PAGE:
Our financial planners have been quoted in the following media:


Right after Jason Lalonde won Ontario's Cash for Life lottery on the weekend, he did a little math

Ottawa Citizen, by Dave Rogers
March 2006

And the 23-year-old apprentice plumber from Alfred quickly calculated he'd be better off taking the weekly $2,000 cheques, rather than a $1.35-million lump sum.

"At first people didn't believe I had won, but when my girlfriend told them the ticket read 'Life Life Life,' they didn't doubt me," he said yesterday. "My mom is really happy that I have won."

He figures that if he invests most of his tax-free winnings every week for less than 15 years, he will earn more than the lump sum.

With such a strategy in mind, Mr. Lalonde, who has been an apprentice for about a year, intends to complete his training at Algonquin College or La Cite Collegiale.

Full text: Cash for life winner calculates his golden future

Real estate values have been on a tear for the past five years in many parts of Canada, as low interest rates have encouraged investors to enter the housing market

Advisor.ca, by Steven Lamb
March 2006

With easy access to cheap money and innovations such as "zero-down" mortgages, many Canadians have dipped their toes into real estate as an investment.

As with all rallies, there have also been concerns that the market was in bubble territory — concerns that have yet to be proven right.

According to the T. Stenner Group at CIBC Wood Gundy's True Wealth Report, an annual survey of high net worth individuals, wealthy investors have become wary of the real estate market, with 89% saying real estate was either "expensive" or "somewhat expensive."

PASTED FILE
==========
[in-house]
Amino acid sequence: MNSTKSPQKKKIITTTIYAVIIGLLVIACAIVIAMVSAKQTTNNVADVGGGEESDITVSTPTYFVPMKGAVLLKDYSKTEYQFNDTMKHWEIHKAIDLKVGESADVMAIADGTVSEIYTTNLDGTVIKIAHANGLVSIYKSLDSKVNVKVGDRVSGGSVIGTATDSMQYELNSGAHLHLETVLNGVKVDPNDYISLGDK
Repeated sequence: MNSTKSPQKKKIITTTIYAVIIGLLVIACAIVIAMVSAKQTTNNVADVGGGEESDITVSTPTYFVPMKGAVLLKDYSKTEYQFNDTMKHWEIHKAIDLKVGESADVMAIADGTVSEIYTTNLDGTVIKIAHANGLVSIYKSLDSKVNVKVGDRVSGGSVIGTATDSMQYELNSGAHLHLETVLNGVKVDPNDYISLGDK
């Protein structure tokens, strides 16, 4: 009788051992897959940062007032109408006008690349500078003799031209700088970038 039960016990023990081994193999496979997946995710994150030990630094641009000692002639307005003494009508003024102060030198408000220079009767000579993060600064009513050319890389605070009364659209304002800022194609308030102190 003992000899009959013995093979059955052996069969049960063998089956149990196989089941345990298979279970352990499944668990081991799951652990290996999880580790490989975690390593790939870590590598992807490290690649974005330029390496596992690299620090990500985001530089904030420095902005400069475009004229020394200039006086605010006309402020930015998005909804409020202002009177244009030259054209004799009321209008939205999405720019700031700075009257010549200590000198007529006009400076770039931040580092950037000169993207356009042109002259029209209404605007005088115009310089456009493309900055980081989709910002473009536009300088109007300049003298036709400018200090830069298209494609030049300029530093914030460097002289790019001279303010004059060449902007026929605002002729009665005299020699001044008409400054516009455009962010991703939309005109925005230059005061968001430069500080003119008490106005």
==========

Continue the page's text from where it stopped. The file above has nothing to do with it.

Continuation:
Full text: The real estate debate: Boom or bubble?

This book is designed to contribute to the foundation of basic information that leaders and researchers will need when they begin to devote much more time and resources to the institutional adjustments that the up-coming wave of retirements among baby boomers will require

edited by Leroy Stone, Statscan. Marc Lamontagne co-authors the concluding chapter
February 2006

Its contents deal with aspects of retirement that have been outside the main focus in the research literature, but which will likely receive much greater attention in the future. These aspects include social issues arising from the emergence of a large number of people who form a substantial proportion of the adult population and whose length of time in retirement will be as long as that of a generation, roughly 25 years; women’s retirement; family dynamics and retirement; and retirement processes among people with no career job as conventionally defined.

More information about the book: New Frontiers of Research in Retirement


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